- Place the pork in a roasting pan, brush it lightly with oil, and sprinkle it with salt and pepper.
- Preheat the oven to 400°F and roast it for 35 to 45 minutes.
With Colaneri Estates Corposo …
Roasted Garlic Lamb Leg with Rosemary Potatoes
4 lb leg of lamb, bone-in, trimmed
2 heads garlic, halved
3 tbsp olive oil
salt and freshly ground pepper, to taste
2 tbsp Rosemary, chopped
3 lbs small red potatoes, halved
grilled asparagus or preferred vegetable, to serve
- Cut off the tips of the heads of garlic and brush the cut sides with 1 tablespoon of the olive oil. Set garlic cut-side down on a sheet pan and roast until it is soft to the touch, about 30 minutes. Let garlic cool for 5 minutes, and then squeeze the roasted cloves out of the garlic and into a bowl. Mash with a fork and spread over the top of the lamb (see tip).
- Meanwhile, place the lamb in a large roasting pan and season with salt, pepper and half of the rosemary. Allow to stand at room temperature for 30 minutes to an hour. Place the potatoes in an oven-proof dish and toss with the remaining oil and rosemary. Set aside.
- Roast lamb for about 1 hour 40 minutes, until it registers 130-135°F on a meat thermometer for a medium-rare roast, or until the juices run clear when a sharp knife or skewer is inserted in the thickest part of the meat.
- When the lamb has been roasting for 40 or 50 minutes, place the potatoes in the oven and bake until well browned and tender.
- Transfer the lamb to a warm platter and let rest for 15 minutes. (It will continue to cook as it rests.) Carve and serve with the potatoes and asparagus.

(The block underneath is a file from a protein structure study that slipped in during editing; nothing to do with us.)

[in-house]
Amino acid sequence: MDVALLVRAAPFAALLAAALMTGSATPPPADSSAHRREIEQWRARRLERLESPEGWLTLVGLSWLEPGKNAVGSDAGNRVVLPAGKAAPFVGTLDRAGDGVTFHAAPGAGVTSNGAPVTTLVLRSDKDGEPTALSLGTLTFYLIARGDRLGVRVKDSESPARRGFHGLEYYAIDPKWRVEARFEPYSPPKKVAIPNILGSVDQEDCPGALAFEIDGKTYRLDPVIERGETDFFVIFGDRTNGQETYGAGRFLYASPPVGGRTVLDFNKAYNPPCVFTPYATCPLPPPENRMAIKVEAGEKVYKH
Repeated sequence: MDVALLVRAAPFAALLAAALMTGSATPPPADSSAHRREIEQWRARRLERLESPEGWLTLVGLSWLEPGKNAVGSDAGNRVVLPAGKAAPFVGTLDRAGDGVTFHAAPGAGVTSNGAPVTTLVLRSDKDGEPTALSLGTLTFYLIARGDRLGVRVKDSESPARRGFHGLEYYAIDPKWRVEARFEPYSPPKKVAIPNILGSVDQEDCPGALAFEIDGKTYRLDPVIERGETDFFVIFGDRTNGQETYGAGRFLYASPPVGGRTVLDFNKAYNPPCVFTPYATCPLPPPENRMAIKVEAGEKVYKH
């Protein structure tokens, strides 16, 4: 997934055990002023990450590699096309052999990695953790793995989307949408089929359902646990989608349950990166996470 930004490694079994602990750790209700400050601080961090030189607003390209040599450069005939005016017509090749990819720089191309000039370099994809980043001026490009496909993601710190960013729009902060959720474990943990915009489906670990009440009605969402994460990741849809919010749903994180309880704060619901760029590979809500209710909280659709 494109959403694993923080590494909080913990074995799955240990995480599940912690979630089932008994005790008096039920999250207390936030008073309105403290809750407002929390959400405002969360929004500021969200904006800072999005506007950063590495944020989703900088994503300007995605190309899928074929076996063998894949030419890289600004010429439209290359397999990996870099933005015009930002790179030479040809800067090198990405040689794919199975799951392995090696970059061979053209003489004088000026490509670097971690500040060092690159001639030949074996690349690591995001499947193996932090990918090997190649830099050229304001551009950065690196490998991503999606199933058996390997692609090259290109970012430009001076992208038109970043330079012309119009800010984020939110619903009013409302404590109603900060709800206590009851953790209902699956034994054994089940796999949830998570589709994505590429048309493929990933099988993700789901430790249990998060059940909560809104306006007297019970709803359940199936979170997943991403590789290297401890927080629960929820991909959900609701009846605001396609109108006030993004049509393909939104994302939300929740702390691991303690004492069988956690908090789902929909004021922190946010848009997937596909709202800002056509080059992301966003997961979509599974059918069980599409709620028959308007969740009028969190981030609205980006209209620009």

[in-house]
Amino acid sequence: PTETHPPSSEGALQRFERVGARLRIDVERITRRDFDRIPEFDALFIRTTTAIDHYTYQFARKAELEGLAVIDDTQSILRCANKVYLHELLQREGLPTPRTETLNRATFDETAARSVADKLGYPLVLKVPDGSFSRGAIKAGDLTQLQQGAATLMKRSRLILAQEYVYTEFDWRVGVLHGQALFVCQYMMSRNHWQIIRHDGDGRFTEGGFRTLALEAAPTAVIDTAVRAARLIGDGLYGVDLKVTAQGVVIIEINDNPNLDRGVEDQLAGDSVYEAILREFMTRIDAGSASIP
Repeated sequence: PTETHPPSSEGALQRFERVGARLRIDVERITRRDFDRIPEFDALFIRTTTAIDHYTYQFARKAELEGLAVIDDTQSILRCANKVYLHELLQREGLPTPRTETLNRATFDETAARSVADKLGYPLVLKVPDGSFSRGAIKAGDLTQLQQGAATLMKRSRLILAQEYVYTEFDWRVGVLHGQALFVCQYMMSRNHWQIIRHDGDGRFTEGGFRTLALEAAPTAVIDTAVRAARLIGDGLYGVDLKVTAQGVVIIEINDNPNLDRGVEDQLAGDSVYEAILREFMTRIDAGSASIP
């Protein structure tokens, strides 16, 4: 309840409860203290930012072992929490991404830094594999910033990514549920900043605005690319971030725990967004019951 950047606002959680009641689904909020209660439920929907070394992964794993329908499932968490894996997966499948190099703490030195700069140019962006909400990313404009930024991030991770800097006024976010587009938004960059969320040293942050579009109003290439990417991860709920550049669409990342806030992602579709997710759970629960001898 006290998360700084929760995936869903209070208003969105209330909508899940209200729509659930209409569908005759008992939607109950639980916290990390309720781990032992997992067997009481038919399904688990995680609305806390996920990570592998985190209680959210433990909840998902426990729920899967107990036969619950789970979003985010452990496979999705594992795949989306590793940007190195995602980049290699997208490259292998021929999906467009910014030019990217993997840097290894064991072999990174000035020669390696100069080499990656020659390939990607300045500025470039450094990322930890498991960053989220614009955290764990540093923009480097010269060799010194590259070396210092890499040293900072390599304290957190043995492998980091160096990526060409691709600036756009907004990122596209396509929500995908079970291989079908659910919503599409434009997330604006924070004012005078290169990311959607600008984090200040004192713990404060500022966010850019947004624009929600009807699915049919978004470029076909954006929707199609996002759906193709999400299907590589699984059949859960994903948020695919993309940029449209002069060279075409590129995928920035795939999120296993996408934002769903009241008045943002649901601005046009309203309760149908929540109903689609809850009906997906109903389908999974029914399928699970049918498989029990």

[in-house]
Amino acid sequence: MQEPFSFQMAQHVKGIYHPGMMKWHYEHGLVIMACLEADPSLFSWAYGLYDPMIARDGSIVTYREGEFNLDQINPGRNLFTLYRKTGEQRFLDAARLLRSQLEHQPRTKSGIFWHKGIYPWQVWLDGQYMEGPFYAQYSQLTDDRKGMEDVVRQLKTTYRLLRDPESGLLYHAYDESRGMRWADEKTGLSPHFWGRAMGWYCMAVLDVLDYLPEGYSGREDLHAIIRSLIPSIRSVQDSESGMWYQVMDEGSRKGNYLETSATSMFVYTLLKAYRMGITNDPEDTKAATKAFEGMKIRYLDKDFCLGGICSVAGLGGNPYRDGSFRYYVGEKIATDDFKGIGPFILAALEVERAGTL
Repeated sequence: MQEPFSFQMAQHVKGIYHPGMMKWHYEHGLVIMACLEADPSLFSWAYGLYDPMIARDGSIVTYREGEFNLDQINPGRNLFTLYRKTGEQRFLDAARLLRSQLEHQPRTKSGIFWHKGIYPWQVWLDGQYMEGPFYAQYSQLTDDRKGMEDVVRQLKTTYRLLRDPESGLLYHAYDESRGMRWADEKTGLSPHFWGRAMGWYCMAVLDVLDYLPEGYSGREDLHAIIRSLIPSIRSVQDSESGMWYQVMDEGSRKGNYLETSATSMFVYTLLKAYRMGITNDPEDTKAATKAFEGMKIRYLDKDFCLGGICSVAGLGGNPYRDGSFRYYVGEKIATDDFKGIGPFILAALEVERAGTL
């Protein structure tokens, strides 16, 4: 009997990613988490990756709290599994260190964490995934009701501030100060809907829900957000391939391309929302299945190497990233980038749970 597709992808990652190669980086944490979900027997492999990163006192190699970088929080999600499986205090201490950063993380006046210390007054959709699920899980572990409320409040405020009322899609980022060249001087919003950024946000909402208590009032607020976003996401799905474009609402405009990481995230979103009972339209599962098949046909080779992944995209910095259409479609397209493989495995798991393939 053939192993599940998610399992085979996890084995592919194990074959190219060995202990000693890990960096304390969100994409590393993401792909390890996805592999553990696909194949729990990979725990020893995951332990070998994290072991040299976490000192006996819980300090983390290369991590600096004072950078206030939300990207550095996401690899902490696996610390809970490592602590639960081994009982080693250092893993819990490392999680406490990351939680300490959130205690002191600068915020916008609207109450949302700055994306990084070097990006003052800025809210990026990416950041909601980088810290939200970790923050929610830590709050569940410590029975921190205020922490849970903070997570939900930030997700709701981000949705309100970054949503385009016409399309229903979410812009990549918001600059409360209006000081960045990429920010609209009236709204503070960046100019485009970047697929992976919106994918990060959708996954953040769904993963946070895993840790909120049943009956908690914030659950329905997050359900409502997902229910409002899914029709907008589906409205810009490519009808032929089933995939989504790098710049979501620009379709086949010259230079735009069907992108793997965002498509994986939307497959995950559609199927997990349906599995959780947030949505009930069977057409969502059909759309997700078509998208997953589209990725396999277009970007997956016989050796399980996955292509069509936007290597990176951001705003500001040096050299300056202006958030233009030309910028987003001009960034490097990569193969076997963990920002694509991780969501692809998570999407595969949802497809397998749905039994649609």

TIP: The garlic can be roasted and mashed the day before. Store in a tightly sealed container in the refrigerator. You could also spread over the lamb the day before and marinate overnight for a real garlic flavor. Just remember to cover well, and bring lamb to room temperature before roasting.
With Colaneri Estates Insieme …
Crusty Barbecued Beef with Horseradish Mayonnaise
From The Canadian Living Entertainment Cookbook, Carol Ferguson
2 round steaks, 2ibs each
½ cup red wine vinegar
¼ cup olive oil
1 onion chopped
2 cloves garlic, chopped
½ tsp hot pepper flakes
1 cup mayonnaise
⅓ cup chopped fresh chives
⅓ cup chopped fresh parsley
4 tbsp prepared horseradish
2 tbsp Dijon mustard
2 tbsp mustard seeds
- To make the marinade; in a large shallow glass dish or heavy plastic bag set in a bowl, combine vinegar, oil, onion, garlic and hot pepper flakes. Add steaks turning to coat all over; cover tightly. Marinate for 24 to 48 hours in refrigerator, turning occasionally.
- To make the horseradish mayonnaise, combine 2 tbsp of mayonnaise, chives, parsley and horseradish. Refrigerate until serving time.
- To prepare the coating; mix together the remaining 2 tbsp of horseradish, mustard and mustard seed. Remove steaks from marinade; spread half of the coating over one side of each steak.
- Cook in covered barbeque, coated sides up over medium heat for 12 minutes.
- Turn meat and spread remaining mustard mixture on cooked side. Barbeque for about 15 minutes or until meat thermometer registers 140°F for rare or to desired doneness.
- Let meat stand for at least 10 minutes before carving into thin slices.
- Serve with horseradish mayonnaise.